Michelle DeLozier, career and technical education director for Hereford ISD, says the program’s certified nursing assistant (CNA) component was resurrected during the 2011-2012 school year after several years of dormancy. Last year, 27 Hereford students received the CNA designation. This year, most of the 41 students in the Health Science Practicum I are on track to become CNAs.
Hereford ISD Superintendent Kelli Moulton says career and technical offerings like the Health Science Technology Education program should reflect the needs and expectations of the community.
“Districts should invest in the perspectives of the parents, business owners and local leaders to generate programs that enhance the strengths and answer the needs of the community,” Moulton says.
Indeed, people trained in health care careers will play a critical role in the future of Texas and the rest of America. As the federal health care reform law continues to roll out and baby boomers grow older, the health care sector is set to explode.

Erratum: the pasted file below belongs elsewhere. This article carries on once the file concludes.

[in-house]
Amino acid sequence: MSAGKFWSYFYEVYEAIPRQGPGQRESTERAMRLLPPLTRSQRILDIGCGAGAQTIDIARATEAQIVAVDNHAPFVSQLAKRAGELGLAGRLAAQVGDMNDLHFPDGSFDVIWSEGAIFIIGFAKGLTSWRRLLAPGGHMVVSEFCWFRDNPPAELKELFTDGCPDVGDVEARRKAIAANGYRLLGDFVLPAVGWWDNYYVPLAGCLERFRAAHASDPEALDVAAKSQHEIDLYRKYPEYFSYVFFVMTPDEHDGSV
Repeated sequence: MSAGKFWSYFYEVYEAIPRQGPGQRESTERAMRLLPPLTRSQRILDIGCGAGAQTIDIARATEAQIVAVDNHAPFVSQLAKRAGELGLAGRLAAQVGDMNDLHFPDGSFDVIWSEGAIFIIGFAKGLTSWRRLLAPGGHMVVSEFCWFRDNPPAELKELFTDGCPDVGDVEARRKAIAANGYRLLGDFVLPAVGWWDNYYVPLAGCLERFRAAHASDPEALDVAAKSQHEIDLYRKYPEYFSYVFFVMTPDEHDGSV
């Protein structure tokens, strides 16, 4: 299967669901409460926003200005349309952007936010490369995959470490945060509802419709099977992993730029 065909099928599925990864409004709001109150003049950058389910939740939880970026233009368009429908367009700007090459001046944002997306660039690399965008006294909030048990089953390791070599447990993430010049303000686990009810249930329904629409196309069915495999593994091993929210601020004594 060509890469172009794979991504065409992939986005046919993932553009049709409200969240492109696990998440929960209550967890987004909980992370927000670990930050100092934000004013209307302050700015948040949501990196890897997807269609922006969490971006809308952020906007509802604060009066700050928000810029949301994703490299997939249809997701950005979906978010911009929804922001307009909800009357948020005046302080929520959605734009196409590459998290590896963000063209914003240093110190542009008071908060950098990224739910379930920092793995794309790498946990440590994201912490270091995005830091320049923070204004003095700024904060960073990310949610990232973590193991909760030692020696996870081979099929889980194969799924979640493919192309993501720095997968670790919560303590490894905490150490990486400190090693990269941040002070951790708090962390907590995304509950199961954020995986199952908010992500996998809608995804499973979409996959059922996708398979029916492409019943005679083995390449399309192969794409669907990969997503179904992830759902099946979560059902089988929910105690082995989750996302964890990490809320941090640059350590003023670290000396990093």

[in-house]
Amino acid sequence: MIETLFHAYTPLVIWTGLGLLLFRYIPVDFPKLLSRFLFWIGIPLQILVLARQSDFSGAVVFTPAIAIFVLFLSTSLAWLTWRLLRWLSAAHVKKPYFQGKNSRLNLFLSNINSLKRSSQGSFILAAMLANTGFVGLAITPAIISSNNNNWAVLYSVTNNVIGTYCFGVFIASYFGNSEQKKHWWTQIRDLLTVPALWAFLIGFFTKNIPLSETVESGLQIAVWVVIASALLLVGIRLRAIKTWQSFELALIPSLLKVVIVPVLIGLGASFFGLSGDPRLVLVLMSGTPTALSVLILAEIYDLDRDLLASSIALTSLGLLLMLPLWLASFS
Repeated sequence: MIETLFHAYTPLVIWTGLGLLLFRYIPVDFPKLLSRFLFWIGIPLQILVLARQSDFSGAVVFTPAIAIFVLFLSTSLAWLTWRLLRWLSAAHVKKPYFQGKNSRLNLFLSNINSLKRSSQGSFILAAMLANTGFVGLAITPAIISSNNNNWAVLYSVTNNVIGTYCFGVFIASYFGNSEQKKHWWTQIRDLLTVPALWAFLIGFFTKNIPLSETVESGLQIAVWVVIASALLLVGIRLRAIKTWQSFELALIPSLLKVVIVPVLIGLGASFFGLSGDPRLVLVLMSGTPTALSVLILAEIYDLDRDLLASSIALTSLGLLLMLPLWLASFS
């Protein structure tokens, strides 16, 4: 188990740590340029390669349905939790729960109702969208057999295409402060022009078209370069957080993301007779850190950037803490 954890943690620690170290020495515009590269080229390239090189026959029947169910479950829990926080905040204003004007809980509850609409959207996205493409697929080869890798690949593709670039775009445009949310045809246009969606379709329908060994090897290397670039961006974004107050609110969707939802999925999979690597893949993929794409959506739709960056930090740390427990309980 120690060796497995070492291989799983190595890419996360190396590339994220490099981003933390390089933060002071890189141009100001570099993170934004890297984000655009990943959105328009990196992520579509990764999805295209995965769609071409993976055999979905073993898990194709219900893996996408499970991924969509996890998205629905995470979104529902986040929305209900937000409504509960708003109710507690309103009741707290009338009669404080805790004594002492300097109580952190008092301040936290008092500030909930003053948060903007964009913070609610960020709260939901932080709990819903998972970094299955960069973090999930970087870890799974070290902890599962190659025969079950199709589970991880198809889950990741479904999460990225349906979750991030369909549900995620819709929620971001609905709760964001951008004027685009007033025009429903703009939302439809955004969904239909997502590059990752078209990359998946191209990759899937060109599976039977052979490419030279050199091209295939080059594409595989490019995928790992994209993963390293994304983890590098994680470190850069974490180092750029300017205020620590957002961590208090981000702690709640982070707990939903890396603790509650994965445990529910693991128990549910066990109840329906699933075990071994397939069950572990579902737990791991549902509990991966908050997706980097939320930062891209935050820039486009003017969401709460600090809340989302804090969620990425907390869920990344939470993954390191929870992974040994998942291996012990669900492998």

The U.S. Bureau of Labor Statistics predicts employment in the health care industry will jump by 29 percent between 2010 and 2020, creating 3.5 million new jobs. Leading the way are registered nurses, accounting for 711,900 new jobs, and home health aides, accounting for 706,300 new jobs. Many of these new jobs will pay well. For instance, the median annual salary of a registered nurse exceeded $69,000 in 2011, according to the Bureau of Labor Statistics.
A 2012 U.S. Department of Education report underscores the importance of career and technical education in helping employers fill jobs in health care, as well as in technology and advanced manufacturing. Career and technical education represents “a critical investment in our future,” the report says.
“Strengthening all aspects of our education system and creating high-quality job training opportunities are necessary to further our economic prosperity as a nation and to keep the American promise alive for all
Michelle DeLozier
Superintendent Kelli Moulton
TEXAS SCHOOL BUSINESS . Bragging Rights . 2012-2013 33
of our students,” the report states. The report adds that students who participate in career and technical education programs “are positioned to become the country’s next leaders and entrepreneurs. And they are empowered to pursue future schooling and training as their educational and career needs evolve.”